The Public Services (Social Value) Act 2012 requires commissioners of public services to consider how they can secure wider social, economic and environmental benefits. The Act is intended as a tool to help the public sector get more value for money out of procurement. It also encourages them to reinvest and work with their local provider market or community to design better services, and to seek new and innovative solutions to problems.
Social Value UK (formerly the SROI Network) describes social value (SV) as the value that stakeholders experience through changes in their lives. Some but not all of this value is captured in market prices offered by services provided by third parties. Social Value UK emphasises the importance of considering and measuring this SV from the perspective of those individuals and communities affected by an organisation's work. SV asks the question: "If £1 is spent on the delivery of services, can that same £1 be used to also produce a wider benefit to the community?"
SV asks the question: "If £1 is spent on the delivery of services, can that same £1 be used to also produce a wider benefit to the community?"
Since the Act was implemented in early 2013, the government produced the One Year On Report (PDF,0.19MB) in 2014, setting out how commissioners are using the Act so far, and pledging support for delivery of better value for money in public services in the future. The report noted that the public sector is increasingly thinking innovatively about SV, and that the shift had been organic and locally-led, supported by a range of non-governmental activity, rather than one prescribed by Whitehall.
While including a series of useful case studies, the report also listed these common barriers to action, it showed that some public sector authorities:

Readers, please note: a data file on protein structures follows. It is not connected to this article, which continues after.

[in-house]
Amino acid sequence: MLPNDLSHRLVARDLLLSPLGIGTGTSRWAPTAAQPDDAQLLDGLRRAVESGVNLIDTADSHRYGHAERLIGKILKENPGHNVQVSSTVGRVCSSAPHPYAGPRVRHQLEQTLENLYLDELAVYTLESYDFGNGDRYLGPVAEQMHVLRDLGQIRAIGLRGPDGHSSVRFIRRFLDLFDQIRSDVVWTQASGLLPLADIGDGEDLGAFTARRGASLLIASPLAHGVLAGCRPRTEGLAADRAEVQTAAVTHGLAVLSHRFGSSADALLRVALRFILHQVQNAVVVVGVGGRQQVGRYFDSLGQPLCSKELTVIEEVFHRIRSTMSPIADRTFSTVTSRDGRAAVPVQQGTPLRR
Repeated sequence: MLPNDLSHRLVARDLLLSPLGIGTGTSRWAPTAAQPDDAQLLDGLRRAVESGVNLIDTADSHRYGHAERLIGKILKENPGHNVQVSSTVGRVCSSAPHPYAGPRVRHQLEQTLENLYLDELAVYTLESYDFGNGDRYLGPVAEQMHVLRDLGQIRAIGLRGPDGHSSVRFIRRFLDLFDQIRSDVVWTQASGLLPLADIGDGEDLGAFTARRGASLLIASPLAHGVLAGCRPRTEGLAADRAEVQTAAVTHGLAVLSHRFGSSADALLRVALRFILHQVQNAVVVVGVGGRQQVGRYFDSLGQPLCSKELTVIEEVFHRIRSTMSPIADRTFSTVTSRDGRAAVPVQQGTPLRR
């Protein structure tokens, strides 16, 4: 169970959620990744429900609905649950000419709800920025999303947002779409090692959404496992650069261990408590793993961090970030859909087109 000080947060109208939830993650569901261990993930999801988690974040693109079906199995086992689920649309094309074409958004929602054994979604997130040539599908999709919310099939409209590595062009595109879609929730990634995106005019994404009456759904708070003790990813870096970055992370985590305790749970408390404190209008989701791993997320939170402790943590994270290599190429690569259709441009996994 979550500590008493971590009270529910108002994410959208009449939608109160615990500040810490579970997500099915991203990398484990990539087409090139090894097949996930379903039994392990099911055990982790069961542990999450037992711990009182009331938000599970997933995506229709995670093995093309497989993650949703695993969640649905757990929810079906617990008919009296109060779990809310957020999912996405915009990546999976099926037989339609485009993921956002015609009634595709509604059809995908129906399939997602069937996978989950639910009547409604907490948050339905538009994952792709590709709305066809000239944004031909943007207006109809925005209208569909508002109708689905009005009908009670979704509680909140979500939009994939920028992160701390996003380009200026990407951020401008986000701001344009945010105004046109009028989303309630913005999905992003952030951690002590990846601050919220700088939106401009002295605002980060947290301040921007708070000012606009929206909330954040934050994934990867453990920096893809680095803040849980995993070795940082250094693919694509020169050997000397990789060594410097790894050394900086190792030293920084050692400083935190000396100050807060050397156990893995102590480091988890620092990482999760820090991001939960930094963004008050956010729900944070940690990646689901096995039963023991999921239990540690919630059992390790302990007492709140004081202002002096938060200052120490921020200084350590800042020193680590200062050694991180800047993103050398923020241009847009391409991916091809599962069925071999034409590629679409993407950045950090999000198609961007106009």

- are yet to be inspired as to the potential of embedding SV in the work that they do;
- are held back by uncertainty as to what they can and cannot do under the law;
- find it difficult to understand how to implement SV and more importantly how to measures the success of SV in the local community;
- have access to lots of material and activity to help them understand how to embed SV in their commissioning processes, but some see this support as fragmented and difficult to access;
- some third party providers who could bring added SV to the table find it difficult to demonstrate that added value to their public sector clients.
In our experience, many public sector authorities and service providers are still facing those barriers two years later. There is usually no lack of enthusiasm from providers, both private sector and voluntary, community and social enterprise (VCSE), but they often find that organising and demonstrating the SV they create can be challenging and difficult to report the impact.
Supporting our clients, whether public or private sector, to deliver SV is increasingly important, and it's an area where we can bridge the gap between procurement and support for the local community.